In 2001 Warlikowski once again took on a contemporary play, staging Sarah Kane's Oczyszczeni / Cleansed (produced jointly by the Teatr Współczesny / Contemporary Theatre in Wroclaw, the Teatr Rozmaitości / Variety Theatre in Warsaw and the Teatr Polski / Polish Theatre in Poznan) - a cruel, shocking production about solitude and the need for love.
When I stage a play by Koltès or Kane, I get the feeling that I am trying to invade a kind of closed universe. I am not satisfied by limiting myself to problems particular to individuals, closed groups and communities, that is, daily matters pertinent to tomorrow or yesterday - said the young director comparing the plays of young authors to the works of Shakespeare. ("Notatnik Teatralny" / "Theatre Notebook," 2003, no. 28-29)
This is a staging in which Warlikowski shows his fully formed style, one that is cleansed (nomen omen), one that has been brought to artistic perfection - wrote Janusz Majcherek about Cleansed. - He is no longer young and talented; he is simply an exceptional director. He has found a means and a way for this drama, which when read seems to exceed all staging possibilities. Warlikowski on the other hand has understood perfectly that literal description needs to be translated into metaphorical signs, and that in her essence Sarah Kane is a poet whose works require a poetic approach in the theatre. ("Teatr" / "Theatre" monthly, 2002, no. 1-2)
Recently, at the Schauspiel in Bonn, Warlikowski also took on a great, epic work, adapting and directing Marcel Proust's Auf der Suche nach der verlorenen Zeit / Remembrance of Things Past (2002). In this production he primarily explored the themes of transcendence and death.
In Warlikowski's theatre we discover a different Proust, one who has a keen perception of the decline of European civilization, one who settles the score with sexual hypocrisy and moral conventions. (Piotr Gruszczynski, "Tygodnik Powszechny" / "Popular Weekly," 2002, no. 29)
In 2003, based on a special commission from the Avignon Festival, Warlikowski prepared a production titled Dybuk / The Dybbuk, based on Solomon An-ski's drama titled Dybuk / The Dybbuk and a short story by Hanna Krall of the same title (produced jointly by the Teatr Współczesny / Contemporary Theatre in Wroclaw, the Teatr Rozmaitości / Variety Theatre in Warsaw, the Festival d'Avignon and Theorem).
Krzysztof Warlikowski has for years been working with the same artists, among them Malgorzata Szczesniak, scenic designer and Paweł Mykietyn the composer of music for most of his productions.
For its viewers, Warlikowski's theatre is a repository of deep psychodrama. Not psychoanalysis, because that occurs later, once viewers have exited the theatre, and is something that viewers accomplish on their own - wrote Piotr Gruszczyński. - As the spectacle unfolds, the minds of viewers are drawn into a rebellion that consists of overthrowing those few unmovable convictions that each of us carries within and nurtures. The purpose of his theatre is to eliminate directed thinking, thinking motivated by effectiveness, by the desire to achieve specific objectives. This way of thinking and living, which is something that daily routine requires of us, blocks our access to the sphere of myth and fantasy. In the face of cultural restrictions, this way of thinking turns this sphere into something that is forbidden, even taboo. Warlikowski's assumes that without dismantling this barrier that consists of thinking directed at the achievement of life goals, the thinking of conquerors, it is impossible to create honesty within the theatre. And he believes that this honesty is a prerequisite to talking about important matters, matters like guilt, sexual identity, the character of human nature and its conditioning towards evil. ("Notatnik Teatralny" / "Theatre Notebook," 2003, no. 28-29)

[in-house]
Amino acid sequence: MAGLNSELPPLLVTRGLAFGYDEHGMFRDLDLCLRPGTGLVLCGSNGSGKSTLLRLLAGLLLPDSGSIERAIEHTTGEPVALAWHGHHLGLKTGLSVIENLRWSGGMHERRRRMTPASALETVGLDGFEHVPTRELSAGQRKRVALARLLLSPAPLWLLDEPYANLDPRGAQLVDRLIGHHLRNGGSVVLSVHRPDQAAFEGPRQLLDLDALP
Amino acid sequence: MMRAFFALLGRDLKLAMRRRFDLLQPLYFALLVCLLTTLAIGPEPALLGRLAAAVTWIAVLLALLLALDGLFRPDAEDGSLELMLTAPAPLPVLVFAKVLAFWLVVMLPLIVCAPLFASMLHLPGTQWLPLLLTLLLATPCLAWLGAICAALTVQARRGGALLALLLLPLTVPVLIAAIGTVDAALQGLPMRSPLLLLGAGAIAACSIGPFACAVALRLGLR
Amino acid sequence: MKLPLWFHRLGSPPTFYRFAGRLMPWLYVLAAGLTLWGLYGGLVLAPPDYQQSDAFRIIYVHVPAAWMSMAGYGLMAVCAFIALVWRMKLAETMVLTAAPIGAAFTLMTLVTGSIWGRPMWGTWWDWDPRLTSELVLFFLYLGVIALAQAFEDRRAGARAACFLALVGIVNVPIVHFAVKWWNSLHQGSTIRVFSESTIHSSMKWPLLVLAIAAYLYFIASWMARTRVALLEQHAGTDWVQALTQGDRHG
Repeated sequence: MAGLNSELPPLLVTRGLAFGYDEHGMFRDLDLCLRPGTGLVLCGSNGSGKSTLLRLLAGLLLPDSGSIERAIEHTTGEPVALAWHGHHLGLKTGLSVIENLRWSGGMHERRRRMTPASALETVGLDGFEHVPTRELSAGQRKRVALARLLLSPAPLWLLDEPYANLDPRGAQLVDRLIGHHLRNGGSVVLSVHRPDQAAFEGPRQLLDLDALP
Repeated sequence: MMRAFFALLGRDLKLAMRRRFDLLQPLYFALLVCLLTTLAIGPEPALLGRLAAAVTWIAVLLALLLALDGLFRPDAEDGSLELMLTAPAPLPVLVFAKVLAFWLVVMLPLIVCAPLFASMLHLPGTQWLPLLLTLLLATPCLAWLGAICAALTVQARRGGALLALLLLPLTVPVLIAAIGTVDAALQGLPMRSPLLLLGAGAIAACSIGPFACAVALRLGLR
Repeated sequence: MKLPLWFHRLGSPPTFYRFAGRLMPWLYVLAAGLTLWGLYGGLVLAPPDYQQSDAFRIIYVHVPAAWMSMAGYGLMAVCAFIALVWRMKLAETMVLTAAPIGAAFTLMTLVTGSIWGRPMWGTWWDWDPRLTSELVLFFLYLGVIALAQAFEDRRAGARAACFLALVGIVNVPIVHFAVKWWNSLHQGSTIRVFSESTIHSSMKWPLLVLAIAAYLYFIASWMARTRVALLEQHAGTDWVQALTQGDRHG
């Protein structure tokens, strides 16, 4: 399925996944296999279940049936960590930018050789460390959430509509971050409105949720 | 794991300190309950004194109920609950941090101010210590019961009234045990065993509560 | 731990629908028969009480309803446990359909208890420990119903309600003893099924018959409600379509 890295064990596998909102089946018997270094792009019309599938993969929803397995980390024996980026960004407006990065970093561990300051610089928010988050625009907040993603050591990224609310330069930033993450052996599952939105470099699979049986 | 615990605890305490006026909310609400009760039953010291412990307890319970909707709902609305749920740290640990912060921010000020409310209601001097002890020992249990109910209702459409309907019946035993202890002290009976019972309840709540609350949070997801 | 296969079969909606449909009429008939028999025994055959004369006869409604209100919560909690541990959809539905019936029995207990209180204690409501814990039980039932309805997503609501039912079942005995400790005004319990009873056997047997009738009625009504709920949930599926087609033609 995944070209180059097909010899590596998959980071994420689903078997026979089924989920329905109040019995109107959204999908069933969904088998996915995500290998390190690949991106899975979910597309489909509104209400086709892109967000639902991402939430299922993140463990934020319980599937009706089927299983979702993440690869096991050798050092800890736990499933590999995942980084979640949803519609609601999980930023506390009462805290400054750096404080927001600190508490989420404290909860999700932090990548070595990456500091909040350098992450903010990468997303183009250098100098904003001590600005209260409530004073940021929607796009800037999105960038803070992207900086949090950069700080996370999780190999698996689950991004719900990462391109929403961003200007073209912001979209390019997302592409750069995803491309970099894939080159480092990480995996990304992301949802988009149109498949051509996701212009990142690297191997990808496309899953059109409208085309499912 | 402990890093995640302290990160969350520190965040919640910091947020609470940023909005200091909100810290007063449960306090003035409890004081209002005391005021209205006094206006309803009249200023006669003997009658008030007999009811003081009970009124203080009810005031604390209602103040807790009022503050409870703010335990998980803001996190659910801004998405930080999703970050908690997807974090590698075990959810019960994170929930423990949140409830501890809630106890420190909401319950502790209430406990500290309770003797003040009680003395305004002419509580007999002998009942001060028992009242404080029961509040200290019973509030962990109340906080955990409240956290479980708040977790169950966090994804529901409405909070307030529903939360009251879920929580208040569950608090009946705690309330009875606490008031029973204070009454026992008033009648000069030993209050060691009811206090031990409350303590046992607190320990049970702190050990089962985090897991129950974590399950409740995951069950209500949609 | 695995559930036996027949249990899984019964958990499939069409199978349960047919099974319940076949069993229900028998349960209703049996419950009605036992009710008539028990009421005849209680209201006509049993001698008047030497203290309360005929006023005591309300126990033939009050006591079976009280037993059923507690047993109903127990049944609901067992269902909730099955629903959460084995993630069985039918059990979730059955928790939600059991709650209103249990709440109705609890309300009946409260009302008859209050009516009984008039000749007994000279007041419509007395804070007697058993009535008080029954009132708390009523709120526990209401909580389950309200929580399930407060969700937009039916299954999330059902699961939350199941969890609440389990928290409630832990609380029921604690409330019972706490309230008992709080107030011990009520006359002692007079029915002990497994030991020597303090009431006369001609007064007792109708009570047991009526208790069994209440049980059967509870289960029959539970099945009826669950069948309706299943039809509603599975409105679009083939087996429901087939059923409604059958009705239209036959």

In 2007 was featured in a series of interview by Piotr Gruszczyński, Shakespeare and the Usurper. In 2008, he was also featured in Grzegorz Niziołek’s Warlikowski. Extra Ecclesiam from Domini Publisher in Kraków.
(A)pollonia (2009) is an outstanding production by Warlikowski and his team, staged in cooperation with major European festivals and theatrical scenes. The performance is about voluntary and compulsory sacrifice and dedication for ones homeland conveyed by the creators through texts by Aeschylus, Euripides, Hanna Krall, and JM Coetzee. The lead roles were played by Magdalena Cielecka, Maciej Stuhr and Magdalena Popławska. Critics agree that this was one of the most important performances of contemporary theatre in recent years. Aneta Kyzioł wrote in a review for Polityka:
On the stage arranged in Warsaw's Koneser Vodka Factory, the set designer Małgorzata Szczęśniak has built a dining room, two transparent containers with the flats of Clytemnestra and Alcestis, a bathroom, and a small concert hall. The classical theatre piece is interspersed with a rock concert by Renate Jett and her band, speeches of heroes (e.g. Agamemnon, a war criminal played by Stuhr, quoting a passage from Little’s The Kindly Ones, argues that nobody is born an executioner, it is the circumstances that make him one), lectures (Anna Radwan-Gancarczyk, using the words of the fanatical animal rights advocate Elizabeth Costello from Coetzee's novel, equates animal slaughterhouses with Nazi concentration camps), an online chat, and a TV quiz. At the rear wall we see close-ups of the faces of actors who are followed by the camera. All this makes (A)pollonia the most unleashed show of Warlikowski and his crew. Despite the great acting and estimable magnitude of work involved in its preparation, the show leaves the impression of being overloaded and over-aestheticized. As if it was beautiful, showy, and every inch a professional product, created and calculated to gain international success. And it will certainly achieve this goal.